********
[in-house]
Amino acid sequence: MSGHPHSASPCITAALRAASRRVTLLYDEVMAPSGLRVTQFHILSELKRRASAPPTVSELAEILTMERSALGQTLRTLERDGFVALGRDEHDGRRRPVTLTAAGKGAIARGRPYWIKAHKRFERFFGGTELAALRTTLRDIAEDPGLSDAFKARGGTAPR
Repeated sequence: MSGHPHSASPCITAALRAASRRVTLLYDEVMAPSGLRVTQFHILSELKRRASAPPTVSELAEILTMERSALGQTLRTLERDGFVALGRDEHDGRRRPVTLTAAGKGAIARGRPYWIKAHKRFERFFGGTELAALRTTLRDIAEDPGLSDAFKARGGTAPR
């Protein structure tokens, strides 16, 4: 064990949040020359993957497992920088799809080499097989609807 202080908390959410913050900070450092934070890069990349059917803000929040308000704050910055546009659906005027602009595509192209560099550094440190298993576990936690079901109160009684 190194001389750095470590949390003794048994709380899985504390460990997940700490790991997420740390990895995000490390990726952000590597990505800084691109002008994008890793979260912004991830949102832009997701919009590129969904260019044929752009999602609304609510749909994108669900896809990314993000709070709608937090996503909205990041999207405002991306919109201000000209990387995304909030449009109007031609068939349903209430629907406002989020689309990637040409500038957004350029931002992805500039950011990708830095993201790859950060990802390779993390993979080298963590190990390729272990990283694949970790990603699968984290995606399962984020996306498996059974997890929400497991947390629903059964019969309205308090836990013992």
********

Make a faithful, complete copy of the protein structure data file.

[in-house]
Amino acid sequence: MSGHPHSASPCITAALRAASRRVTLLYDEVMAPSGLRVTQFHILSELKRRASAPPTVSELAEILTMERSALGQTLRTLERDGFVALGRDEHDGRRRPVTLTAAGKGAIARGRPYWIKAHKRFERFFGGTELAALRTTLRDIAEDPGLSDAFKARGGTAPR
Repeated sequence: MSGHPHSASPCITAALRAASRRVTLLYDEVMAPSGLRVTQFHILSELKRRASAPPTVSELAEILTMERSALGQTLRTLERDGFVALGRDEHDGRRRPVTLTAAGKGAIARGRPYWIKAHKRFERFFGGTELAALRTTLRDIAEDPGLSDAFKARGGTAPR
């Protein structure tokens, strides 16, 4: 064990949040020359993957497992920088799809080499097989609807 202080908390959410913050900070450092934070890069990349059917803000929040308000704050910055546009659906005027602009595509192209560099550094440190298993576990936690079901109160009684 190194001389750095470590949390003794048994709380899985504390460990997940700490790991997420740390990895995000490390990726952000590597990505800084691109002008994008890793979260912004991830949102832009997701919009590129969904260019044929752009999602609304609510749909994108669900896809990314993000709070709608937090996503909205990041999207405002991306919109201000000209990387995304909030449009109007031609068939349903209430629907406002989020689309990637040409500038957004350029931002992805500039950011990708830095993201790859950060990802390779993390993979080298963590190990390729272990990283694949970790990603699968984290995606399962984020996306498996059974997890929400497991947390629903059964019969309205308090836990013992």